Abstract

Legalization of Medicinal Marijuana Has Minimal Impact on Use Patterns in Patients With Inflammatory Bowel Disease

Merker AM1, Riaz M1, Friedman S1, Allegretti JR1, Korzenik J1. Inflamm Bowel Dis. 2018 May 18. doi: 10.1093/ibd/izy141. [Epub ahead of print]
 
     

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1 Division of Gastroenterology, Hepatology, and Endoscopy, Department of Medicine, Brigham and Women's Hospital, Harvard Medical School, Boston, Massachusetts, USA.

Abstract

BACKGROUND: Patients with inflammatory bowel disease (IBD) have reported use of marijuana to treat symptoms of the disease, yet its classification as a Schedule 1 substance by the federal government has restricted its use. In 2012, Massachusetts legalized medicinal marijuana. We aimed to assess the impact of legalization on use in IBD.

METHODS: Consecutive patients with IBD, cared for at a tertiary care center in Boston, were surveyed regarding use of marijuana, including its perceived benefits and attitudes. Data were then compared with results of a similar survey study conducted at our center in 2012, before marijuana's legalization.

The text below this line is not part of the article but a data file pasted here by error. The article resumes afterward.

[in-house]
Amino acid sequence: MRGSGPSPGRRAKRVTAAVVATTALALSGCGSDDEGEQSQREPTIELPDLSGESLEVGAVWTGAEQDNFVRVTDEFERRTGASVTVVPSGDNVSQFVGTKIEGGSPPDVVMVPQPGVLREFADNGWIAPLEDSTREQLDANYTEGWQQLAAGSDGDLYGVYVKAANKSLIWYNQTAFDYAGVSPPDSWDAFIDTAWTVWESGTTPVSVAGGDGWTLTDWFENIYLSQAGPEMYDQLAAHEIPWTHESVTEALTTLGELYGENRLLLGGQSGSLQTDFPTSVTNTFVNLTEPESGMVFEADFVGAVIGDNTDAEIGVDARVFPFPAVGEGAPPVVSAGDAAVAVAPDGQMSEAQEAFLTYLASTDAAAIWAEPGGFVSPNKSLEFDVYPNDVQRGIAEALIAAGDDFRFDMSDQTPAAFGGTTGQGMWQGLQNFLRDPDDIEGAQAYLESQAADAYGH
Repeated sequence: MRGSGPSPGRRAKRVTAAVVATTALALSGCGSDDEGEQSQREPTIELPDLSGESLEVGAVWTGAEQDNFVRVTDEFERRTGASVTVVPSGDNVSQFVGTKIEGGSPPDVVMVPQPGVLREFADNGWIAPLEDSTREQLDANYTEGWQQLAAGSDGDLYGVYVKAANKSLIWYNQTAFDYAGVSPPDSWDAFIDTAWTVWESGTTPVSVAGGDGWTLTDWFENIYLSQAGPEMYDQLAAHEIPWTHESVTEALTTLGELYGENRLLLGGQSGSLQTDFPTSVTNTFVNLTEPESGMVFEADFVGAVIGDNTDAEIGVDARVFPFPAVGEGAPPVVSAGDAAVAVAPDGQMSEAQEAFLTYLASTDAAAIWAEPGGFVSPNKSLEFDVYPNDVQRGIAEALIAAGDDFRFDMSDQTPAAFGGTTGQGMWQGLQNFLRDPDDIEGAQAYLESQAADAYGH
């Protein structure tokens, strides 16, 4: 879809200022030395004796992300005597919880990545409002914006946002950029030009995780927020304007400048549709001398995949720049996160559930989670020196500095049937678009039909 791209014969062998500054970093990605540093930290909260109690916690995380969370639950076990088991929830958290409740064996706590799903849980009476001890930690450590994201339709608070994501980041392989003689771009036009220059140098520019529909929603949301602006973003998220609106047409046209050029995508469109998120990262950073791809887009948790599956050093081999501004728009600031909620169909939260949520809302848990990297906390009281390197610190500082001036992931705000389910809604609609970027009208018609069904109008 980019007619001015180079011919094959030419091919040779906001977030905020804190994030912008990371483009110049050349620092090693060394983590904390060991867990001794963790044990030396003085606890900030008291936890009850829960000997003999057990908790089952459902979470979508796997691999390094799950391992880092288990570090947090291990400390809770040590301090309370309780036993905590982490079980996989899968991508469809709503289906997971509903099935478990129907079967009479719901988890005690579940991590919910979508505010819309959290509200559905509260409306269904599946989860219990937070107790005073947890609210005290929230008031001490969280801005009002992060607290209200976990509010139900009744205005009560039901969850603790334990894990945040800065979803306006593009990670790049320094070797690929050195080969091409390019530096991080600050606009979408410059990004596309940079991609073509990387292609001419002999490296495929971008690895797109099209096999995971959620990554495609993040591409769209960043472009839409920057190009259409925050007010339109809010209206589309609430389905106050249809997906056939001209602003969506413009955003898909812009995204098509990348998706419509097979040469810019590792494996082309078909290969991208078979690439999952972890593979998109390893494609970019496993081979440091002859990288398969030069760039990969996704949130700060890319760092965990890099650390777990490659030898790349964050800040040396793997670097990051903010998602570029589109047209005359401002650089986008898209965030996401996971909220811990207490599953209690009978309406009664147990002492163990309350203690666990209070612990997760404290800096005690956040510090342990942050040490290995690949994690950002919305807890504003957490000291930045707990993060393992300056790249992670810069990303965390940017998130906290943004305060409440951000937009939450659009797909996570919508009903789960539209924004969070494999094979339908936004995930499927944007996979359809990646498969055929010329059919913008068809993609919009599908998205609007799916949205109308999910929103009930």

RESULTS: The survey was completed by 302 patients. There was a significant increase in marijuana use overall from 12.3% in 2012 to 22.8% in 2017 (P < 0.001). However, there was no significant increase in medicinal use from 2012 to 2017. On bivariate analysis, severe disease, as assessed by SIBDQ score, prior hospitalization, biologic therapy use, prior surgery, and chronic abdominal pain, was found to be more predictive of medicinal use now than in 2012. Among patients surveyed who have never used marijuana, 39.4% reported being interested in using medicinal marijuana, and 54.3% indicated that legalization did not affect their likelihood of using medicinal marijuana.

CONCLUSIONS: In an IBD tertiary care center, we identified an overall upward trend in marijuana use but no significant change in medicinal use since its legalization in 2012. Our data suggests that the legalization of medical marijuana has resulted in an insignificant change in medicinal marijuana use in this population.

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